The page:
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PORTRAYING YOURSELF

Study day on May 11th to explore the ways women have portrayed themselves in art.

PORTRAYING YOURSELF

Arrestingly, Carole began her lecture by asking us to think back to our morning routine: “What made you choose your clothes? How did you want to present yourselves?” These questions were designed to make us reflect on the way artists, especially female artists, have presented themselves and how they might have been affected by their ‘audience’.

We all know the social constraints and prejudices that have barred women from education and self- expression for centuries, but who dared to present themselves and how was a path made for women to be acknowledged as artists? It was fascinating to think about the very earliest of examples of women’s portraiture. The first acknowledged piece dates from 1453. In Renaissance Italy, Maria Ormani, an Augustinian nun from an elite Florentine family, finished the page she had created in the illuminated manuscript of a breviary, with a small self-portrait at the bottom of the page framed in decorative scrolls with the words ‘Maria scripsit’ to lay claim to her artwork. This now seems an act of  brave self-confidence. It would not have been possible without her wealthy connections.

A recent exhibition at The National Gallery brought us the work of the seventeenth century artist, Artemisia Gentileschi. Not only was she a prodigiously talented painter, but she also used her artwork to challenge the predatory nature of males, drawing on her own traumatic experience. Daringly in ‘Susannah and the Elders’ she portrays the men as lecherous oglers on female beauty.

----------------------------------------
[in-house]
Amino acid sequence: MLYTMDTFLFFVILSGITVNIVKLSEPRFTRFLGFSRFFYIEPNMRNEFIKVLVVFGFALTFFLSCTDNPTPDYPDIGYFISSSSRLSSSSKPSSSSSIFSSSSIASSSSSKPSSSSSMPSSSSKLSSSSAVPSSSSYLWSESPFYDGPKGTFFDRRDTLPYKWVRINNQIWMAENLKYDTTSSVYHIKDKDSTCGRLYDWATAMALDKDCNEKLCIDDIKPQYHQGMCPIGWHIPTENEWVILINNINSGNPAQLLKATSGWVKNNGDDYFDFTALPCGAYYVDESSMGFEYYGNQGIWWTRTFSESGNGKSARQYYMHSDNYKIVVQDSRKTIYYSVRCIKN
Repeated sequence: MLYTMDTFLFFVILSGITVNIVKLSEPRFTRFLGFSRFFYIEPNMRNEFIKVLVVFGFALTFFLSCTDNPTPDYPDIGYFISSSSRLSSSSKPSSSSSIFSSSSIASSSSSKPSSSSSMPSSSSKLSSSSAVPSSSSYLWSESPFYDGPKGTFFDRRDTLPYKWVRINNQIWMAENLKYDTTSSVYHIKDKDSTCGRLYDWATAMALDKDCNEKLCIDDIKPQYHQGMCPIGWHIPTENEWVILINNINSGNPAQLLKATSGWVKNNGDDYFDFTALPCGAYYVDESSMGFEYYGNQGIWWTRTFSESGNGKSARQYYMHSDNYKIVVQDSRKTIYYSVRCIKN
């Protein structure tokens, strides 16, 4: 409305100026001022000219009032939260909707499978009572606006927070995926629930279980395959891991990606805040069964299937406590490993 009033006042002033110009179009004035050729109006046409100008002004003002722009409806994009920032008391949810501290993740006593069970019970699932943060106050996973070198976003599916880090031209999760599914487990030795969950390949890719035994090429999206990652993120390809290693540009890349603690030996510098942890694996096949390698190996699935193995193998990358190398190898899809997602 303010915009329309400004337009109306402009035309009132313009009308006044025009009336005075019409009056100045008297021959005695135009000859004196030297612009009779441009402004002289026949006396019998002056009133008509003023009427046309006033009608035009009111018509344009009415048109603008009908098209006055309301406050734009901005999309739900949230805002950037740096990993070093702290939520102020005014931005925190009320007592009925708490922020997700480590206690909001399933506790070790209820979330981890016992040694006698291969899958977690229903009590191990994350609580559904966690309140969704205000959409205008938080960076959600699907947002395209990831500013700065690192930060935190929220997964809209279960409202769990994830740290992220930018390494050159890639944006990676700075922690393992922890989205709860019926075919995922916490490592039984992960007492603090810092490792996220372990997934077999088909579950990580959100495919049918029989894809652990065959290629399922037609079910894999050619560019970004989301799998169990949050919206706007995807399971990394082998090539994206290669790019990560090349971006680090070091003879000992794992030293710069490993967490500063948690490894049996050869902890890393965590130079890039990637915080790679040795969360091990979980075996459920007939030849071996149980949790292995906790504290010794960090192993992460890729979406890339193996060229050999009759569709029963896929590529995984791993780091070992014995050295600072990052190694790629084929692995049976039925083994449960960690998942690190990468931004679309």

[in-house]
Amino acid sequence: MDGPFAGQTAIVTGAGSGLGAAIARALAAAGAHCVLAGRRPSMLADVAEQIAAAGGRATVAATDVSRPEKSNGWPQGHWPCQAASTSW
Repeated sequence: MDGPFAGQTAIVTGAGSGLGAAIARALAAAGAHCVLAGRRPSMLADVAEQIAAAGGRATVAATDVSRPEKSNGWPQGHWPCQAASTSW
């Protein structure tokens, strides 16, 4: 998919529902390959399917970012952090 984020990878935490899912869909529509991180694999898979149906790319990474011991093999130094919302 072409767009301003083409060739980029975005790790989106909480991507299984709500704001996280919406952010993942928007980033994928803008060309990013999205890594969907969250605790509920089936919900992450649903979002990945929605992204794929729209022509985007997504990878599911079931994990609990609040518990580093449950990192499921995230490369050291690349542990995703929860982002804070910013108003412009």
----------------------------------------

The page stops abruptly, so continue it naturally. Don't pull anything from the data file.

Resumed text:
Without formal education ,how did the trail blazers manage to develop their talent? Artemisia’s father was a painter and she studied in his studio. For many years family connections were the only way for females artists to establish themselves.  Finally, in the nineteenth century women were  allowed to attend art courses. Even then, nude figure painting was not permitted, and female students were segregated from males. With this atmosphere of repression and prudishness, it is remarkable that we have any female painters of note. However, better education for women and casting off the shackles of domesticity have allowed women’s art to flourish. Self-portraiture, Carole showed us, was often a means of displaying the artist’s skill and claiming, as Maria Ormani, the right to self-advertisement. Women in the 20th and 21st centuries have built on the brave pioneers of the past.

In recent years, female artists have continued to paint not just decoratively, but politically as well, keen to present intimate female concerns to a public and challenge the audience. Freda Kahlo and Tracey Emin have boldly exhibited their very personal experiences in bright colours and shocking detail, following on from the example shown by Artemisia.

Members of the committee contributed dishes for a delicious lunch, after which we were invited to engage in some artwork ourselves. We all commented on the deep, contented hush that fell on the room as people set to work with pencil, paper or iPad to create a portrait or self-portrait.

What a good day we had! Huge thanks to Carole for suggesting the topic and sharing her research in such a well-structured and fascinating lecture.

Claire Sarkies

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